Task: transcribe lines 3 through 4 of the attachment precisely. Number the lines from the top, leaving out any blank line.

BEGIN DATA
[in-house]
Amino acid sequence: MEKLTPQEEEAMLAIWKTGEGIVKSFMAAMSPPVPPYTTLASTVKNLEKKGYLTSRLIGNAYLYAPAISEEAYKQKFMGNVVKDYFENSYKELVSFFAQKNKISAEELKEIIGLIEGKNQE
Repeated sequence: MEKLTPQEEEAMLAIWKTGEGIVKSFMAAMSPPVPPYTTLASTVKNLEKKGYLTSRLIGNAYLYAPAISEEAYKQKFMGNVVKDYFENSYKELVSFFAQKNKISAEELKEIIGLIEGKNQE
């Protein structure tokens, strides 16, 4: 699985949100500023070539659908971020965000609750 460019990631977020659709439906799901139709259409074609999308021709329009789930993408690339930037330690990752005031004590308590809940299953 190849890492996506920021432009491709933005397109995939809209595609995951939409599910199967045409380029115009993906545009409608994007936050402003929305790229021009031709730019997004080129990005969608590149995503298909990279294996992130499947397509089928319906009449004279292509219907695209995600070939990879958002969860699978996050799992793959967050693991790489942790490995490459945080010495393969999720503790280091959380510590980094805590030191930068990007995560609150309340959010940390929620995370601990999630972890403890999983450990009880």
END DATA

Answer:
Repeated sequence: MEKLTPQEEEAMLAIWKTGEGIVKSFMAAMSPPVPPYTTLASTVKNLEKKGYLTSRLIGNAYLYAPAISEEAYKQKFMGNVVKDYFENSYKELVSFFAQKNKISAEELKEIIGLIEGKNQE
């Protein structure tokens, strides 16, 4: 699985949100500023070539659908971020965000609750 460019990631977020659709439906799901139709259409074609999308021709329009789930993408690339930037330690990752005031004590308590809940299953 190849890492996506920021432009491709933005397109995939809209595609995951939409599910199967045409380029115009993906545009409608994007936050402003929305790229021009031709730019997004080129990005969608590149995503298909990279294996992130499947397509089928319906009449004279292509219907695209995600070939990879958002969860699978996050799992793959967050693991790489942790490995490459945080010495393969999720503790280091959380510590980094805590030191930068990007995560609150309340959010940390929620995370601990999630972890403890999983450990009880």